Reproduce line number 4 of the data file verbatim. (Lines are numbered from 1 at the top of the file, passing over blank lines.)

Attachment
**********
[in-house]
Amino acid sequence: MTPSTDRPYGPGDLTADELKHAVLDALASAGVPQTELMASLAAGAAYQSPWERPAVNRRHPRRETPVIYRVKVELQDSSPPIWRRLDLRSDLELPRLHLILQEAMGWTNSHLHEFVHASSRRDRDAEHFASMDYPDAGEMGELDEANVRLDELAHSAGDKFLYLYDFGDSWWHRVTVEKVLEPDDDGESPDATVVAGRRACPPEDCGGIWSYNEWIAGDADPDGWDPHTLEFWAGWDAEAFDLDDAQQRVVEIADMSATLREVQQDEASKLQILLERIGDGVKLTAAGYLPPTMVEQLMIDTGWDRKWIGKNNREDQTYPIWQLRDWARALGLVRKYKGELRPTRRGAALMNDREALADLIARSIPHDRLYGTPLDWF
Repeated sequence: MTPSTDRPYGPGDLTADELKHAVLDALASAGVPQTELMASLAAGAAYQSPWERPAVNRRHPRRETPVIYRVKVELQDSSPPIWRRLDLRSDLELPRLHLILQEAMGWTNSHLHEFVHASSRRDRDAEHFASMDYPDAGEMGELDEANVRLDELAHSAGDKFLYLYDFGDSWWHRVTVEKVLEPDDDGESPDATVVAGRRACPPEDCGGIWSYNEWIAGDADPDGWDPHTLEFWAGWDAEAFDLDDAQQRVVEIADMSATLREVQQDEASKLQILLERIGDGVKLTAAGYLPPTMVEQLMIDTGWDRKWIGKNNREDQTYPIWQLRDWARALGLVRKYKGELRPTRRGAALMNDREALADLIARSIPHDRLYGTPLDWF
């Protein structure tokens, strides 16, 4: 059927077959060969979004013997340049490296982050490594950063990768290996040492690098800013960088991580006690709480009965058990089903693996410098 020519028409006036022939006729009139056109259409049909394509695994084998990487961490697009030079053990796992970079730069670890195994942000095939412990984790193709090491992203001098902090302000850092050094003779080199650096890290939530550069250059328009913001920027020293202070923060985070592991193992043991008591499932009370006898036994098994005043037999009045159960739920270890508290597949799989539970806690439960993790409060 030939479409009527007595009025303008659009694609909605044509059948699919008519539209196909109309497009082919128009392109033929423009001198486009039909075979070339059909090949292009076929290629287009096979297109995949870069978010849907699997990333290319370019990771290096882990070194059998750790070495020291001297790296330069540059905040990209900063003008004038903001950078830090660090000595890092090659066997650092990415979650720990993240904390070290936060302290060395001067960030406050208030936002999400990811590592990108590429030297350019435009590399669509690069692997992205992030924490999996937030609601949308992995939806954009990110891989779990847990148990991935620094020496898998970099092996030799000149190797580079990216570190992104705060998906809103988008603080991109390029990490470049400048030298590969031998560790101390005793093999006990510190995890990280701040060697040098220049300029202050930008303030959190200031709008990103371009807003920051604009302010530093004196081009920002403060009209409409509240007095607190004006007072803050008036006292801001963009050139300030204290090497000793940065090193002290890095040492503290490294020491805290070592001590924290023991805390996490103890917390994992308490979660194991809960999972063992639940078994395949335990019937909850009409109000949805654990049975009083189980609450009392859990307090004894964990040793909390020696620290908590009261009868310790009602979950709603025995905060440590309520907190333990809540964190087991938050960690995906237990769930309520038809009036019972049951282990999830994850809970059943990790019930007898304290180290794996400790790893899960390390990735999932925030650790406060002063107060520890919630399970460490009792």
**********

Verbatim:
């Protein structure tokens, strides 16, 4: 059927077959060969979004013997340049490296982050490594950063990768290996040492690098800013960088991580006690709480009965058990089903693996410098 020519028409006036022939006729009139056109259409049909394509695994084998990487961490697009030079053990796992970079730069670890195994942000095939412990984790193709090491992203001098902090302000850092050094003779080199650096890290939530550069250059328009913001920027020293202070923060985070592991193992043991008591499932009370006898036994098994005043037999009045159960739920270890508290597949799989539970806690439960993790409060 030939479409009527007595009025303008659009694609909605044509059948699919008519539209196909109309497009082919128009392109033929423009001198486009039909075979070339059909090949292009076929290629287009096979297109995949870069978010849907699997990333290319370019990771290096882990070194059998750790070495020291001297790296330069540059905040990209900063003008004038903001950078830090660090000595890092090659066997650092990415979650720990993240904390070290936060302290060395001067960030406050208030936002999400990811590592990108590429030297350019435009590399669509690069692997992205992030924490999996937030609601949308992995939806954009990110891989779990847990148990991935620094020496898998970099092996030799000149190797580079990216570190992104705060998906809103988008603080991109390029990490470049400048030298590969031998560790101390005793093999006990510190995890990280701040060697040098220049300029202050930008303030959190200031709008990103371009807003920051604009302010530093004196081009920002403060009209409409509240007095607190004006007072803050008036006292801001963009050139300030204290090497000793940065090193002290890095040492503290490294020491805290070592001590924290023991805390996490103890917390994992308490979660194991809960999972063992639940078994395949335990019937909850009409109000949805654990049975009083189980609450009392859990307090004894964990040793909390020696620290908590009261009868310790009602979950709603025995905060440590309520907190333990809540964190087991938050960690995906237990769930309520038809009036019972049951282990999830994850809970059943990790019930007898304290180290794996400790790893899960390390990735999932925030650790406060002063107060520890919630399970460490009792």